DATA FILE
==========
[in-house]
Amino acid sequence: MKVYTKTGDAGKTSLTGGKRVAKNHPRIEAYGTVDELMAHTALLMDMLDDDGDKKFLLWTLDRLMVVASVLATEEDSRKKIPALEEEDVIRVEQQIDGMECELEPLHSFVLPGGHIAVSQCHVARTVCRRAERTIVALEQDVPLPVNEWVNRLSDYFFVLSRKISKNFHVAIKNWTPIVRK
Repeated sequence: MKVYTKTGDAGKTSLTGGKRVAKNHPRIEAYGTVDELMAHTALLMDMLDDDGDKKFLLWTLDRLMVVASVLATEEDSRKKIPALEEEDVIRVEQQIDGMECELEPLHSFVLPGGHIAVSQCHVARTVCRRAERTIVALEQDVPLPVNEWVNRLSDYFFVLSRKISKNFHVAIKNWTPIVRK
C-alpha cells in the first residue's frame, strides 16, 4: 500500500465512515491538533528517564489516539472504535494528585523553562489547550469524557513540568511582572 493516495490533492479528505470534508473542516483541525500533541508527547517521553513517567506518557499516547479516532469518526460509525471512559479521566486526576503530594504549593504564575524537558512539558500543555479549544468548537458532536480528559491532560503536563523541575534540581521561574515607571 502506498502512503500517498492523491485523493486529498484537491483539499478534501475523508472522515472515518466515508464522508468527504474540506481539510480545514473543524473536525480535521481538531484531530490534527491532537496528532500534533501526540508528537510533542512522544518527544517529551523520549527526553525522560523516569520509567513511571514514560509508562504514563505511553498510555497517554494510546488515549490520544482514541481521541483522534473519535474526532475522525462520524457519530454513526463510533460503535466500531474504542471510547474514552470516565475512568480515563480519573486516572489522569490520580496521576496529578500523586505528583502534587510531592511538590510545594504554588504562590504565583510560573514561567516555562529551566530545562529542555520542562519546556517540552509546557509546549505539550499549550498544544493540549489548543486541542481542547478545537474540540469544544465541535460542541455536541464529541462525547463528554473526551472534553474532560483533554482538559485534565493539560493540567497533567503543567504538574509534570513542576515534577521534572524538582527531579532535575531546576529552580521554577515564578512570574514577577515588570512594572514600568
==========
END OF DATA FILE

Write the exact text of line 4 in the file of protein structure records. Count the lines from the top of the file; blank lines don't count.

C-alpha cells in the first residue's frame, strides 16, 4: 500500500465512515491538533528517564489516539472504535494528585523553562489547550469524557513540568511582572 493516495490533492479528505470534508473542516483541525500533541508527547517521553513517567506518557499516547479516532469518526460509525471512559479521566486526576503530594504549593504564575524537558512539558500543555479549544468548537458532536480528559491532560503536563523541575534540581521561574515607571 502506498502512503500517498492523491485523493486529498484537491483539499478534501475523508472522515472515518466515508464522508468527504474540506481539510480545514473543524473536525480535521481538531484531530490534527491532537496528532500534533501526540508528537510533542512522544518527544517529551523520549527526553525522560523516569520509567513511571514514560509508562504514563505511553498510555497517554494510546488515549490520544482514541481521541483522534473519535474526532475522525462520524457519530454513526463510533460503535466500531474504542471510547474514552470516565475512568480515563480519573486516572489522569490520580496521576496529578500523586505528583502534587510531592511538590510545594504554588504562590504565583510560573514561567516555562529551566530545562529542555520542562519546556517540552509546557509546549505539550499549550498544544493540549489548543486541542481542547478545537474540540469544544465541535460542541455536541464529541462525547463528554473526551472534553474532560483533554482538559485534565493539560493540567497533567503543567504538574509534570513542576515534577521534572524538582527531579532535575531546576529552580521554577515564578512570574514577577515588570512594572514600568